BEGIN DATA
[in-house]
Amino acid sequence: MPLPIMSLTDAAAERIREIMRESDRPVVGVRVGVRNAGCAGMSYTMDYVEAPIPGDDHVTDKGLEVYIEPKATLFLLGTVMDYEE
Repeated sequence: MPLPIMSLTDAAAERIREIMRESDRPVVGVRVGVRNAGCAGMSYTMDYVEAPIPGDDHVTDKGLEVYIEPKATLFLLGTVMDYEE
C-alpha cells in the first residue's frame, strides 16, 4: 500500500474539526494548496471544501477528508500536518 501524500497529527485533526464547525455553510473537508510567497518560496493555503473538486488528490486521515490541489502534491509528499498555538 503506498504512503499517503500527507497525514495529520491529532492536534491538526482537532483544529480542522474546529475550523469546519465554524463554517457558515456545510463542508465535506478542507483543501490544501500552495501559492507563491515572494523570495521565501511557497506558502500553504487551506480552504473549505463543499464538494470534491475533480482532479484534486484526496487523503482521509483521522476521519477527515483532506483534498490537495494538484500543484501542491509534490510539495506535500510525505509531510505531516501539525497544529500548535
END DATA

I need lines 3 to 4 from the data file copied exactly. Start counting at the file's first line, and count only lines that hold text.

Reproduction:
Repeated sequence: MPLPIMSLTDAAAERIREIMRESDRPVVGVRVGVRNAGCAGMSYTMDYVEAPIPGDDHVTDKGLEVYIEPKATLFLLGTVMDYEE
C-alpha cells in the first residue's frame, strides 16, 4: 500500500474539526494548496471544501477528508500536518 501524500497529527485533526464547525455553510473537508510567497518560496493555503473538486488528490486521515490541489502534491509528499498555538 503506498504512503499517503500527507497525514495529520491529532492536534491538526482537532483544529480542522474546529475550523469546519465554524463554517457558515456545510463542508465535506478542507483543501490544501500552495501559492507563491515572494523570495521565501511557497506558502500553504487551506480552504473549505463543499464538494470534491475533480482532479484534486484526496487523503482521509483521522476521519477527515483532506483534498490537495494538484500543484501542491509534490510539495506535500510525505509531510505531516501539525497544529500548535